Lake Tahoe XC Ski & Snowshoe - San Francisco Chronicle
AT NORTH TAHOE'S NORDIC centers there are no boutique stores, no crowds, no chairlifts. Cross-country skiers cruise along groomed trails into places such as Anton Meadows above Tahoe City, where frost-rimed willows reach from the snow like wizard fingers, or to Tahoe Donner's Euer Valley, where the meadow sparkles weirdly, as though a million stars just fell from the sky.
Between the West Shore and Donner Summit there are seven track systems where skinny skis reign. Trails are machine groomed for three kinds of action: classic cross country, in which legs move scissors-like in a kick-and-glide motion as the skis slide in parallel groves or "tracks"; skate-skiing, which mimics in-line skating using Apolo Ohno - style strides to zoom along trails groomed 6 feet wide and velvety smooth; and snowshoeing, a sport so quickly catching fire that the Nordic centers have rebranded themselves "cross-country and snowshoe centers" to promote their new rental equipment and snowshoe-specific trails.
The Nordic centers have been expanding family and group activities in response to rising ticket sales. They offer new biathlon ranges, ski-and-read storytelling loops, moonlight and stargazing tours, easy citizen races, gourmet ski tours and trailside chef services.
While the centers' day lodges aren't glamorous, the sporty clothing trends defiantly un-couture, those aren't the Nordic skier's concern. Catching an adrenaline lift deep in Tahoe's forested terrain is.
Why now? The skiing is cheap. At North Tahoe's cross-country centers you can ski three days or more for the price of a downhill ticket. Day passes are $20-$30 for adults, some beginning lessons are free, Tahoe XC has $12 Tuesdays, and Northstar's cross-country season pass is only $99. Olympic trails at Sugar Pine Point State Park are free.
Backstory: The 1960 Olympics developed groomed trails in Sugar Pine Point State Park. A 1970s craze sparked no less than five new North Shore track systems. Tahoe XC trails evolved at that time, followed by Tahoe Donner (founded by Olympian Glenn Jobe) and Northstar-at-Tahoe.
Checking in: Granite fireplaces, knotty pine paneling, and cozy quilts give the private cabins at Tahoe City's Cottage Inn an Old Tahoe charm. The inn is 15 minutes from Tahoe XC, the Resort at Squaw Creek and Sugar Pine Point State Park.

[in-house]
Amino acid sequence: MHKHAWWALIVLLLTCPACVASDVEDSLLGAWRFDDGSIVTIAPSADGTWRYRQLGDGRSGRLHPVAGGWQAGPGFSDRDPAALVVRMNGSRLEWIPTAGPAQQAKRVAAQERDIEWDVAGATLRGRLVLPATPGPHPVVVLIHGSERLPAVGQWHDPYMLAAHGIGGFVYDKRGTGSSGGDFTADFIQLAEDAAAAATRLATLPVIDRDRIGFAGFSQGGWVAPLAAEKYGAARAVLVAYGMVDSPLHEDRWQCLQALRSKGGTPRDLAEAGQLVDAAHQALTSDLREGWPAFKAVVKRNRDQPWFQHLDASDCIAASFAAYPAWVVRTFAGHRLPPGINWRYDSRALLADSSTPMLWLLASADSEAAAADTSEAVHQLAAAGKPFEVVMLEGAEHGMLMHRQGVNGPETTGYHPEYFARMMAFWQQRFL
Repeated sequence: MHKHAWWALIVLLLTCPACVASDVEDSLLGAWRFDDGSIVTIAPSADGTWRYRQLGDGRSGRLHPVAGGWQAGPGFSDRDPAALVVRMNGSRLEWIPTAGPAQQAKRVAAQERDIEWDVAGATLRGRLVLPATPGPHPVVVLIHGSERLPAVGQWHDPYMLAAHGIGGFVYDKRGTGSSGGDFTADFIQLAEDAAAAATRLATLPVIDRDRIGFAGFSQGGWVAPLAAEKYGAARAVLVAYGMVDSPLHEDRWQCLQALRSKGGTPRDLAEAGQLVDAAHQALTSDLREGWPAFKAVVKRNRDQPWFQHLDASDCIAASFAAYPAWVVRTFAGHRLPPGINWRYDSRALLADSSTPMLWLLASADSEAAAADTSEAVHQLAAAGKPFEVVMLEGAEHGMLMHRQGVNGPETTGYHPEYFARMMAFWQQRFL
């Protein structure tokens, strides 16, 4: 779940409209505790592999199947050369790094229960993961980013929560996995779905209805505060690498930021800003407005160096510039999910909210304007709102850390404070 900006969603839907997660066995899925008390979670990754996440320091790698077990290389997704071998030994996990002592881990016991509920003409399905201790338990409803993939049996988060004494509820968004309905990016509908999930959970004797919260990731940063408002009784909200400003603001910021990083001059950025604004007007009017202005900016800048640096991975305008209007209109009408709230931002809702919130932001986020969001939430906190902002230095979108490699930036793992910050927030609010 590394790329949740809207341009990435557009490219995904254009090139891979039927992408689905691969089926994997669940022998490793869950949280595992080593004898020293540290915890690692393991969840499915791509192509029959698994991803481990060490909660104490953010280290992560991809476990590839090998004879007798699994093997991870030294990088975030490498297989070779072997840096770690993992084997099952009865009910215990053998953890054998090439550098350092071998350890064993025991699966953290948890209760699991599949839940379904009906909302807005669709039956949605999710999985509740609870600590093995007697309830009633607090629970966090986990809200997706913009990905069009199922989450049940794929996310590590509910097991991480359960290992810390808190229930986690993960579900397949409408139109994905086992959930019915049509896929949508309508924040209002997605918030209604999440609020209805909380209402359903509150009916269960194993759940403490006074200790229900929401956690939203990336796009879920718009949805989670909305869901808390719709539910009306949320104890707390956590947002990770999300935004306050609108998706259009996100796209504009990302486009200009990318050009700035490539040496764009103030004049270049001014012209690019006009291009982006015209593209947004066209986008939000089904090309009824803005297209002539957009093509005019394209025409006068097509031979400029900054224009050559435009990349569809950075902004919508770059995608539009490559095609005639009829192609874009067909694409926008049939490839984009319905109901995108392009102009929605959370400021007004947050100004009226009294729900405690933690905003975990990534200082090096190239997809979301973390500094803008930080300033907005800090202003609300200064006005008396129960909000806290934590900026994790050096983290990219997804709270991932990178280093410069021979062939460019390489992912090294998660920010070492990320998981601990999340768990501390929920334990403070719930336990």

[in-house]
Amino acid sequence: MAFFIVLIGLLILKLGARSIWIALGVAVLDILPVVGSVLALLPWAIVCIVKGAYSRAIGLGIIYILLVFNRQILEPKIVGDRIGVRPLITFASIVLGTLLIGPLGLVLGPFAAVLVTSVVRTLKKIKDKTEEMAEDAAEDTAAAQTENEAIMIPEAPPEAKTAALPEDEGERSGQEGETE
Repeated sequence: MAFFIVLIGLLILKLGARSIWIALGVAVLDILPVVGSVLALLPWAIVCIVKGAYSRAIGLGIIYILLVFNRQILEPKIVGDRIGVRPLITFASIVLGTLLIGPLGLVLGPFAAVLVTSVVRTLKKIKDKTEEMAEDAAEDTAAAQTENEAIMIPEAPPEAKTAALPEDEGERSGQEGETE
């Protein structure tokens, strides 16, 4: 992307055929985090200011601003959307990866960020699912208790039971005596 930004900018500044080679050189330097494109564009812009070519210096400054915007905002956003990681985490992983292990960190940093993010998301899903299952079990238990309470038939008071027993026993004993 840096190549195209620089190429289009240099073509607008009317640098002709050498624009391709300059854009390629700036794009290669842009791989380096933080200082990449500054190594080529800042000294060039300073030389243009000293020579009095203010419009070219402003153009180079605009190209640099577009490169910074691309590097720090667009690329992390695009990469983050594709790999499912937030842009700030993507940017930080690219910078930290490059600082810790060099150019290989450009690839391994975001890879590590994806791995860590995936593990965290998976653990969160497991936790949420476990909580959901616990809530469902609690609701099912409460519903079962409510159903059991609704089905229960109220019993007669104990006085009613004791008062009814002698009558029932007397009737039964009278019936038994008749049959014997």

Dining: Kick-start the morning at Fire Sign Cafe with homemade chocolate chip sour cream coffeecake, huevos rancheros or a smoked salmon omelet. The salsa, chorizo and pastries are homemade; salmon is smoked on site. For lunch, try Tahoe Donner's chunky veggie chili, Tahoe XC's Nordic-themed panini sandwiches, or a bowl of wild boar stew at the Northstar Ritz Carlton's Mountain Blue Market.
Have a private lunch cooked by a chef trailside on a snowmobile-pulled BBQ sled at Tahoe XC, try new biathlon ranges at Northstar and Tahoe XC, or join the kids on Tahoe Donner's new ski and read storybook loop.
Don't bother: Skiing the bike trail along the Truckee River between Tahoe City and Squaw Valley. Road grime tossed there by snowplows from SR 89 makes a sticky muck.
Don't miss: At Tahoe Donner, check out the "High Noon" trail aspen groves and the lookout on "Crabtree," or ski any other route in the Alps-like Euer Valley. At Northstar, glean lake views from "Tahoe Trail" and from the Swiss Hut warming hut on "Lumberjack Trail." At Tahoe XC, glide on out to "Red" and "Silver" trails to loop Anton Meadows and get a sunny panorama of Lake Tahoe.
Word to the wise: Wear synthetic clothing (not cotton!) that wicks moisture away from the skin and can be removed in layers when you heat up on the go.